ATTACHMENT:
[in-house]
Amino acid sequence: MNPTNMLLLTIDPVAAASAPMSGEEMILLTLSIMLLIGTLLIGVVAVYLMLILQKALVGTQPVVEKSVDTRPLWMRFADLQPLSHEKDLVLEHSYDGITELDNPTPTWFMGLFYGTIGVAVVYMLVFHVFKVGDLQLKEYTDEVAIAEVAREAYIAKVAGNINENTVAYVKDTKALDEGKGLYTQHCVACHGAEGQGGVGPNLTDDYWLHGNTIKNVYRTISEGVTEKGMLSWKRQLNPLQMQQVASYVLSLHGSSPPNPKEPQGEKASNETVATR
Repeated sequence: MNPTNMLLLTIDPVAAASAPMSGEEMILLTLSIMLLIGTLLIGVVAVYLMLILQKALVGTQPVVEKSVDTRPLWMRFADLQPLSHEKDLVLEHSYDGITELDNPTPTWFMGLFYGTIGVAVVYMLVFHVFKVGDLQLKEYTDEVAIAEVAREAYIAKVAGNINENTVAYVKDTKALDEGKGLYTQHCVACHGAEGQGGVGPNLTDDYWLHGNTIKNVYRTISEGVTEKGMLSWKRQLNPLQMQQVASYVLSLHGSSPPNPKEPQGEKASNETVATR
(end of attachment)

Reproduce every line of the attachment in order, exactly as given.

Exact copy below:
[in-house]
Amino acid sequence: MNPTNMLLLTIDPVAAASAPMSGEEMILLTLSIMLLIGTLLIGVVAVYLMLILQKALVGTQPVVEKSVDTRPLWMRFADLQPLSHEKDLVLEHSYDGITELDNPTPTWFMGLFYGTIGVAVVYMLVFHVFKVGDLQLKEYTDEVAIAEVAREAYIAKVAGNINENTVAYVKDTKALDEGKGLYTQHCVACHGAEGQGGVGPNLTDDYWLHGNTIKNVYRTISEGVTEKGMLSWKRQLNPLQMQQVASYVLSLHGSSPPNPKEPQGEKASNETVATR
Repeated sequence: MNPTNMLLLTIDPVAAASAPMSGEEMILLTLSIMLLIGTLLIGVVAVYLMLILQKALVGTQPVVEKSVDTRPLWMRFADLQPLSHEKDLVLEHSYDGITELDNPTPTWFMGLFYGTIGVAVVYMLVFHVFKVGDLQLKEYTDEVAIAEVAREAYIAKVAGNINENTVAYVKDTKALDEGKGLYTQHCVACHGAEGQGGVGPNLTDDYWLHGNTIKNVYRTISEGVTEKGMLSWKRQLNPLQMQQVASYVLSLHGSSPPNPKEPQGEKASNETVATR